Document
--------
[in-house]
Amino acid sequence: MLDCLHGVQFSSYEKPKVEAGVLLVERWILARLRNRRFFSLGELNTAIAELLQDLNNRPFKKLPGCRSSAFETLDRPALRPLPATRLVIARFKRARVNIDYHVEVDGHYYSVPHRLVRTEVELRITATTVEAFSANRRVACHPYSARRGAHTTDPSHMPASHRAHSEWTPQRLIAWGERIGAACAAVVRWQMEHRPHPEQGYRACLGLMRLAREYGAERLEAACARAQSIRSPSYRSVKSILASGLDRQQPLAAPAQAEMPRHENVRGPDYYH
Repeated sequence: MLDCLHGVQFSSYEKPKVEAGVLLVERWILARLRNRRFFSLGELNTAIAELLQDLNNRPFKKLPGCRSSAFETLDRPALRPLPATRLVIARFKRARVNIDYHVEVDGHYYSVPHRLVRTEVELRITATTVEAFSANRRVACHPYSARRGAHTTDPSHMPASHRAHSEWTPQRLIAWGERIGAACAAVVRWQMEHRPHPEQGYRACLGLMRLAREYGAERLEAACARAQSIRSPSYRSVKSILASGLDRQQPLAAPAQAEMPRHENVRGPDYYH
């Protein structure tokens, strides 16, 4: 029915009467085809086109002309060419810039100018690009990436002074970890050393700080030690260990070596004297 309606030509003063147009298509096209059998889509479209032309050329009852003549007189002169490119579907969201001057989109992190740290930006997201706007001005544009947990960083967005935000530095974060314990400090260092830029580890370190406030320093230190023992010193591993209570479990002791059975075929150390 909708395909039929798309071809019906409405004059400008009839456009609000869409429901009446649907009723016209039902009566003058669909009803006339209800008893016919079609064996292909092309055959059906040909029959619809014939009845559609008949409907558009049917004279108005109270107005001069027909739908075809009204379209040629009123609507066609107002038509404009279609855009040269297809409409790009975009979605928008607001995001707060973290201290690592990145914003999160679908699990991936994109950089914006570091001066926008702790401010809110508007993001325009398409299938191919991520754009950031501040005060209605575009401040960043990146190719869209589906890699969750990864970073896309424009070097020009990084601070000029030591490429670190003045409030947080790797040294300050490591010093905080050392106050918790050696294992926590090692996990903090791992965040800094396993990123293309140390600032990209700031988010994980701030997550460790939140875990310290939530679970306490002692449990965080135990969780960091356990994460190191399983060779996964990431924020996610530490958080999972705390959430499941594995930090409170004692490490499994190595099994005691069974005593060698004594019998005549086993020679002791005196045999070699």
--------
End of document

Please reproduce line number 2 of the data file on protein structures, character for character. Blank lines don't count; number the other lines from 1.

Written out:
Amino acid sequence: MLDCLHGVQFSSYEKPKVEAGVLLVERWILARLRNRRFFSLGELNTAIAELLQDLNNRPFKKLPGCRSSAFETLDRPALRPLPATRLVIARFKRARVNIDYHVEVDGHYYSVPHRLVRTEVELRITATTVEAFSANRRVACHPYSARRGAHTTDPSHMPASHRAHSEWTPQRLIAWGERIGAACAAVVRWQMEHRPHPEQGYRACLGLMRLAREYGAERLEAACARAQSIRSPSYRSVKSILASGLDRQQPLAAPAQAEMPRHENVRGPDYYH